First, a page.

Type=str(input("what type of fuel does your car require? "))
amount=float(input("how much fuel have you put into your car in litres? "))
if Type==“petrol” or “Petrol”:
elif Type==“diesel” or “Diesel”:
elif Type==“lpg” or “LPG” or “Lpg”:
given=float(input("how much money have you given? "))
print(“you are owed £”,change,“change”)
loyalty=str(input("do you have a loyalty card? "))
if loyalty==“yes” or “Yes”:
points=whole + full
print(“you have gained”,points2,“points”);
print(“have a nice day”)
Please format your code per the instructions in this post: About the Python Help category
elif is missing a condition. Perhaps you meant to use
else? As it is, your code will result in a
Also, most of the conditions in your
if clauses always evaluate to True, so none of the
else clauses will ever run. For example
if Type=="petrol" or "Petrol":
There are two problems here: First,
== has higher priority than
or, so this will be interpeted as
(Type=="petrol") or "Petrol"
Secondly, in python, a non-empty string (like “Petrol”) is considered to be True when used in a condition. Therefore, this code is equivalent to
if (Type=="petrol") or True:
which will of course always run and never enter any
You should do something like this instead:
if Type in ["petrol", "Petrol"]:
You should also consider adding some error handling, if for example the user enters “gasoline” or something else unexpected.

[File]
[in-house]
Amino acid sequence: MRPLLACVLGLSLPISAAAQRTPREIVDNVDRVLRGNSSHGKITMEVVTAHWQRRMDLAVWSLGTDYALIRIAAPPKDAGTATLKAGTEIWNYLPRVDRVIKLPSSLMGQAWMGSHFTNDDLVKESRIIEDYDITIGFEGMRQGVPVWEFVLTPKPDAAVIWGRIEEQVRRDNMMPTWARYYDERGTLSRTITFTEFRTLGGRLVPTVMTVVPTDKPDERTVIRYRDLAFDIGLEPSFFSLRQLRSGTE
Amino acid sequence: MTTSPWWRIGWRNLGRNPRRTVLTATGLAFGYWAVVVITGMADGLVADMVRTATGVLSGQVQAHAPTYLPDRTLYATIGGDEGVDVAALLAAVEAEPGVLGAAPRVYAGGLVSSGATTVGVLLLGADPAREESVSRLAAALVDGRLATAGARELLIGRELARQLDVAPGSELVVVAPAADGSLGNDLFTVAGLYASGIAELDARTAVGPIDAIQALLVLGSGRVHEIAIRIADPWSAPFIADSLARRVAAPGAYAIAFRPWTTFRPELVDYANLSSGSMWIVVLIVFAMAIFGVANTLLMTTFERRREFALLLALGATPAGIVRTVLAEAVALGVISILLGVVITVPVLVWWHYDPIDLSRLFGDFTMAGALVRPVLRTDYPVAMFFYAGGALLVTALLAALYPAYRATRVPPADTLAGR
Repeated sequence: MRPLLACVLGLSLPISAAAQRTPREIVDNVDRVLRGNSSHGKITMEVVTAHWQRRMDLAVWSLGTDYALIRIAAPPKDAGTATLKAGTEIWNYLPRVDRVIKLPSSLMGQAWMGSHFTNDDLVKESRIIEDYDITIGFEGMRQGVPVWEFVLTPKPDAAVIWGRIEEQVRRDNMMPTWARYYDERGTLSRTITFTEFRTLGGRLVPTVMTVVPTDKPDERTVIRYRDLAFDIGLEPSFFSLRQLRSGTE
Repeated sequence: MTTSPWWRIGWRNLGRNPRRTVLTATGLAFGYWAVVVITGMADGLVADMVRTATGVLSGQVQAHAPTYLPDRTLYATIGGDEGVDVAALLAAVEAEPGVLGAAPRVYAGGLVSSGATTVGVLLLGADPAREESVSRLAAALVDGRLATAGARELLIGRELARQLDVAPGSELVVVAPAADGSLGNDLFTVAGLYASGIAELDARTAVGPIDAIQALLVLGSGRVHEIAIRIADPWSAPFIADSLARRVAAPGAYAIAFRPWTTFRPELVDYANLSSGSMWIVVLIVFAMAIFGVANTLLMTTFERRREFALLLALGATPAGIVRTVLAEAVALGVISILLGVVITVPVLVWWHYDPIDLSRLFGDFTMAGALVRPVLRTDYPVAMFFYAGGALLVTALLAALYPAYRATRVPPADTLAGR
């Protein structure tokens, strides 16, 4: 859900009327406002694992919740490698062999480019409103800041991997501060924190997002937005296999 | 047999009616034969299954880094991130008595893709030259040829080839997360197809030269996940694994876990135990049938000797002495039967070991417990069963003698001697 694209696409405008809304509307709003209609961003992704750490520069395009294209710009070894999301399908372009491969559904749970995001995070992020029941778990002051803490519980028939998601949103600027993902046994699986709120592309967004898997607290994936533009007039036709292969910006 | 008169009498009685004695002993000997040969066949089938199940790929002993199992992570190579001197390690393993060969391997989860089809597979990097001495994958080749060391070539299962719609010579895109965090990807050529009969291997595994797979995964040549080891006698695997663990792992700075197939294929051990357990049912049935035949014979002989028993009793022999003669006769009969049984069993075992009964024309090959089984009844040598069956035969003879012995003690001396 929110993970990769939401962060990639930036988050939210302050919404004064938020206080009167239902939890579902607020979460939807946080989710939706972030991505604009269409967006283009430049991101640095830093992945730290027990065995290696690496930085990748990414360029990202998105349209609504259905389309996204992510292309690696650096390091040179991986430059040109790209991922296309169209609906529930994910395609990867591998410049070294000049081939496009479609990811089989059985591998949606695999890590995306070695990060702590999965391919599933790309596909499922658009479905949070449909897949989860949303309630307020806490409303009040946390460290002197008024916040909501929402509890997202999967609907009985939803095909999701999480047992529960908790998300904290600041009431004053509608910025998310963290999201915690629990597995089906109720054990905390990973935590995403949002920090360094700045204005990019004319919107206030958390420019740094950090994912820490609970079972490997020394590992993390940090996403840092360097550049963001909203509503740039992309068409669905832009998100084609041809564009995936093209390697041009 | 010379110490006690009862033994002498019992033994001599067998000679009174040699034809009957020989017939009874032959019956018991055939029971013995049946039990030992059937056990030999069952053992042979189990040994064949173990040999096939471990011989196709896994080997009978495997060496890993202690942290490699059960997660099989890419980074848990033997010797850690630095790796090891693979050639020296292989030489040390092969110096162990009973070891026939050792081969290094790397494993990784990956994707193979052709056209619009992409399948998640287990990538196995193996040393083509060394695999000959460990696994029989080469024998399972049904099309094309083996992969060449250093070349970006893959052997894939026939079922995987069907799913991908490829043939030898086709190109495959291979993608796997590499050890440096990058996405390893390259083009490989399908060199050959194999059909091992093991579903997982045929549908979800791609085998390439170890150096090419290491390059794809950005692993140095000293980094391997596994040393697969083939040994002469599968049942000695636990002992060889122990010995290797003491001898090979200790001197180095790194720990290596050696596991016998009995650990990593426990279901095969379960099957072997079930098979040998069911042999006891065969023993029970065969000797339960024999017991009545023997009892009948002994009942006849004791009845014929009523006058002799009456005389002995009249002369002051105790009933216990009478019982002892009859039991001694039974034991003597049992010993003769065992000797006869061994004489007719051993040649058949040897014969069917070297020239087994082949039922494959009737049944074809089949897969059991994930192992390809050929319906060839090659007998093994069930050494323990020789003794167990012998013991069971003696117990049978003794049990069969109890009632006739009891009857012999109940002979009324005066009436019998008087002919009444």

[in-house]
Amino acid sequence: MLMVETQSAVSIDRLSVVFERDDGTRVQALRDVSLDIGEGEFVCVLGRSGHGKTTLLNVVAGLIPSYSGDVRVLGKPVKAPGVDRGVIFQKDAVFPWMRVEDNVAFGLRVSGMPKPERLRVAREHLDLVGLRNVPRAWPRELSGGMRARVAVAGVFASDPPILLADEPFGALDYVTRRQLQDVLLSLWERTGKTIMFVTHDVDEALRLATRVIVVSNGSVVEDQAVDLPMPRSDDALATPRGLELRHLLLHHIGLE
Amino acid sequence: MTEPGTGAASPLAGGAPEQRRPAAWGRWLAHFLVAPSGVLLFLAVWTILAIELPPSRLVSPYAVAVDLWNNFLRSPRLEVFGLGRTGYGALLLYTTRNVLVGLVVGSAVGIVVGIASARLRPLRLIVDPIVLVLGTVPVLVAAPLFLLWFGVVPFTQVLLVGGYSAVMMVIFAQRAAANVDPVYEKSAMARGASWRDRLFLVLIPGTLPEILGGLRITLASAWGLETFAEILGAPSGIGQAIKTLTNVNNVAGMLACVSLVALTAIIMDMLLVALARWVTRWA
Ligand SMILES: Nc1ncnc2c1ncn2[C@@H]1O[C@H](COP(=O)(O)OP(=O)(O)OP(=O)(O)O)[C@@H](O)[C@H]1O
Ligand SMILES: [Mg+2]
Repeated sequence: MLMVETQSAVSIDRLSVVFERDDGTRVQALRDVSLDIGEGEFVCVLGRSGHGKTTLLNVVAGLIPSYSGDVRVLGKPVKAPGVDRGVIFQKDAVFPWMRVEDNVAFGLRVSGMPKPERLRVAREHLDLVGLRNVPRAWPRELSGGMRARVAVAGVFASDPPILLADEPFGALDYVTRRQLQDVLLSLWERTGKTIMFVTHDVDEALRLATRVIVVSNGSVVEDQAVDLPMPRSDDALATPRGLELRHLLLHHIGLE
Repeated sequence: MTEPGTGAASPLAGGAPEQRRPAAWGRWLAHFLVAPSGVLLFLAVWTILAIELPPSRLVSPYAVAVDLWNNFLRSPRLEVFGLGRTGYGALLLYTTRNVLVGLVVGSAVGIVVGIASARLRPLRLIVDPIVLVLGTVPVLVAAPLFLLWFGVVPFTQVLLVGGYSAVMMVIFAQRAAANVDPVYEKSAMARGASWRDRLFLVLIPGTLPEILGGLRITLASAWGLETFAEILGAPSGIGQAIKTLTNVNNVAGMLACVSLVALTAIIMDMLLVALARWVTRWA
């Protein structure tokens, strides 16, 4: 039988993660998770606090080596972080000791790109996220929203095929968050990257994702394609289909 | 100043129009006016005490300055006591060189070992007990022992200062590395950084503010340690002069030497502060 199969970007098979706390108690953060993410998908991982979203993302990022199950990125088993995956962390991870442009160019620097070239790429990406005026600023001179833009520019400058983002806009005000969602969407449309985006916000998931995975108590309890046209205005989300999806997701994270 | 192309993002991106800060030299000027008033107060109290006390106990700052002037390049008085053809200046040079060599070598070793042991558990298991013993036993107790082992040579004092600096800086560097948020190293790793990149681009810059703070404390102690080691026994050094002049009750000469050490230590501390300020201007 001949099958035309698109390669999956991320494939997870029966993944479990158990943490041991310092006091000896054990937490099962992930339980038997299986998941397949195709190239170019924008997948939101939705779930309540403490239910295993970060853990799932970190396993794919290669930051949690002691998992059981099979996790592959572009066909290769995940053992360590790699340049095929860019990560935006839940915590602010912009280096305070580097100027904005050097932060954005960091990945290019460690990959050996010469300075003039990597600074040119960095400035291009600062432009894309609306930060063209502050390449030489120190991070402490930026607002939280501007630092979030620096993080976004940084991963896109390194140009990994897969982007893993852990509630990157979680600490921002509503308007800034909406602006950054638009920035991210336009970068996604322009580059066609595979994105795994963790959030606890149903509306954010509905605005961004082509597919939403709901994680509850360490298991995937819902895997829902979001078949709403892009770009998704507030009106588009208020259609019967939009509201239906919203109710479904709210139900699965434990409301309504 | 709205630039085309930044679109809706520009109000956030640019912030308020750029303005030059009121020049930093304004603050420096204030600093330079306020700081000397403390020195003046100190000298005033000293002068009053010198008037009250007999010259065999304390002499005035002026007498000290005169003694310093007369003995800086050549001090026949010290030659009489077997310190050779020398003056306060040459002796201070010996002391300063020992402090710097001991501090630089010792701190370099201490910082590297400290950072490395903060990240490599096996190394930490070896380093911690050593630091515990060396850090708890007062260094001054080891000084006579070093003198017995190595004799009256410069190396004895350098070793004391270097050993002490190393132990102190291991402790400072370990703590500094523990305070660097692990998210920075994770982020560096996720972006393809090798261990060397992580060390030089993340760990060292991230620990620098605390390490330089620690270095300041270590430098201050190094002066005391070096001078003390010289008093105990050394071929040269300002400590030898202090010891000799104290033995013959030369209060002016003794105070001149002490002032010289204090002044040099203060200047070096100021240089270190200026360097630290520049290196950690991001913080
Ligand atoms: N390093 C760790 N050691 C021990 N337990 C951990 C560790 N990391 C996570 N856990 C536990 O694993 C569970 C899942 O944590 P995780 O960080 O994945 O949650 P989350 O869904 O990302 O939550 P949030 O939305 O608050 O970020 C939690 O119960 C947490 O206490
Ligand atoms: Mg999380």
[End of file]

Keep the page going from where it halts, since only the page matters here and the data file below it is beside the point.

This is a very common “gotcha”.
Python code is very close to English, close enough that people think that:
if Type == "petrol" or "Petrol":
means the same as it would in English. But it doesn’t. It does not mean
if Type equals "petrol" or Type equals "Petrol" (with a capital P)
if (Type equals "petrol") makes a true value,
OR if ("Petrol") makes a true value
The problem here is that strings like “Petrol” are always true values (except for the empty string).
So the first test of your
if...elif... chain is always true, and none of the
elif statements will run.
You can see this for yourself:
print("Petrol counts as a true value")
print("Petrol counts as a false value")
Or more compactly:
print(bool("Petrol")) # prints True
How do you fix it?
if Type in ("petrol", "Petrol"):
elif Type in ("diesel", "Diesel", "DIESEL"):
Or even better:
Type = Type.lower()
if Type == "petrol":
elif Type == "diesel":
elif Type == "lpg":
You don’t need the
str ‘Type’ here, because the
input() function returns a string by default; the same goes for the other inputs, where a user is entering a string at said input.
Also, be mindful of your variable names –
Type could be confusing; better to use the likes of
fuel_type, in this instance.
@abessman has offered a nice way to do this, but you could also use:
if fuel_type == "petrol" or fuel_type == "Petrol":